When we learned last week that travel booking site Orbitz.com shows higher-priced hotel choices to Mac users than PC users, inquiring minds wanted to know: "How do they know which computers I'm using."
It turns out that your computer is routinely ratting you out to sites you visit on the Internet.
When your browser contacts a site using the Hypertext Transfer Protocol (that's the http:// at the beginning of the Web address), it doesn't just ask to view the page. The browser also transmits information to the Web page's server.
The browser is known as the user agent because it "represents" the user in the Web transaction. Some of the information transmitted (such as whether you using a Mac or PC) is contained in the "user agent string."
User agent strings vary from browser to browser but almost all identify the browser being used, the version of the browser, the operating system of the computer and the version of the operating system.
You'll notice that the user string may not specifically name the brand of computer, but that can be readily determined from the operating system. If the operating system is OS X or earlier, the computer is probably a Mac. If it is Windows 7 or earlier, it is likely a PC. The browser could be Internet Explorer, Safari, Chrome, Firefox, Opera or many others.
So why does the server need to know what kind of browser you are using?
One reason goes back to a continuing bugaboo of modern computing -- the lack of standards.
Different browsers interpret Web pages differently, so a page designed for Safari it might not look "right" in Internet Explorer.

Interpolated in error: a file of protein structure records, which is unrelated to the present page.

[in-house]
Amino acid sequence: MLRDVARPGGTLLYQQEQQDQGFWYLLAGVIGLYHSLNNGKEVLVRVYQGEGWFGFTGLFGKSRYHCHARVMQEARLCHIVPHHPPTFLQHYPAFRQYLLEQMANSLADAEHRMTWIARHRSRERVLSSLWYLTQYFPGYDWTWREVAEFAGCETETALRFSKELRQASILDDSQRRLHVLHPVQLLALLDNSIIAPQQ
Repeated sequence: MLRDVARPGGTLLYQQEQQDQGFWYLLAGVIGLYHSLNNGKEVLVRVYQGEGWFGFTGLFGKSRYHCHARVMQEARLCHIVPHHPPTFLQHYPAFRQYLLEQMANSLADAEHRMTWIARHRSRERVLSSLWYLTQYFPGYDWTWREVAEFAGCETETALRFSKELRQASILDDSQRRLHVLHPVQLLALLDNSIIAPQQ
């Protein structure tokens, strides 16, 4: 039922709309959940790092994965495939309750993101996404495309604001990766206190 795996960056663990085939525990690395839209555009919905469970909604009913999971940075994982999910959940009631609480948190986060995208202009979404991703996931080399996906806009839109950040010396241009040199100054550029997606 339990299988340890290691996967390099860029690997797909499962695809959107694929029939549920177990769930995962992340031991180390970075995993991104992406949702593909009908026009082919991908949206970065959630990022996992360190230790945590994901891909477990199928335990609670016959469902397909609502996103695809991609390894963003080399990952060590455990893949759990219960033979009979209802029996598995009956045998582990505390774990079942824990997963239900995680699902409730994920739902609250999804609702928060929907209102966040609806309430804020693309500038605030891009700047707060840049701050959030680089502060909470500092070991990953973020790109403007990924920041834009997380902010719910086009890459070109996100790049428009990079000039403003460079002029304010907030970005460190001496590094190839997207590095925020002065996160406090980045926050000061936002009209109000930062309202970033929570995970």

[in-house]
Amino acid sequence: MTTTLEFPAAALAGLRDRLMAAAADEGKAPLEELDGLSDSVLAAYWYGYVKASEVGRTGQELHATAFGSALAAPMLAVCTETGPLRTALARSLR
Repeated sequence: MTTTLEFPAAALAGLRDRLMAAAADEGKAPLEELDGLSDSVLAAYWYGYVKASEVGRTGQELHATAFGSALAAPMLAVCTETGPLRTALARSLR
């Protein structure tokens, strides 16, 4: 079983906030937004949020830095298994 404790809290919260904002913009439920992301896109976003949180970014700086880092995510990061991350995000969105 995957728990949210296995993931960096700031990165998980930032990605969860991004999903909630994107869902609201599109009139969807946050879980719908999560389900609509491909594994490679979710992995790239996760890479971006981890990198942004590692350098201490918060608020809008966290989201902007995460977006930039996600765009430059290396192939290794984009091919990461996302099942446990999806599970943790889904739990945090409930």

The user agent string also communicates to a Web page the size of the screen you will be viewing it on.
Many sites, such as post-gazette.com, have alternate designs for smaller screens. If you go to post-gazette.com on a cell phone, you will see a differently formatted page than at the same URL on your laptop or desktop.
So one lesson of the Orbitz case is to be aware that you are transmitting information about yourself every time you surf to a Web page.
And every time you give information online or offline -- be it registering a product, taking a survey, joining a website, or signing up for a credit card, loyalty card, social network -- that information could end up in a database somewhere and be for sale.
Taking varied information, putting it in a database and then looking for useful patterns and correlation is often referred to as "data mining," although that term has a more specific meaning in the computer science world.
In the advertising business, this is looked on as a good thing, allowing ads to be displayed that are more relevant to the consumer's needs and desires.
Other see it as a privacy issue.
No matter your view, as a consumer, learn from the Orbitz case. They know more about you than you might think.
And the purpose of collecting that information is to pry open your wallet.businessnews - interact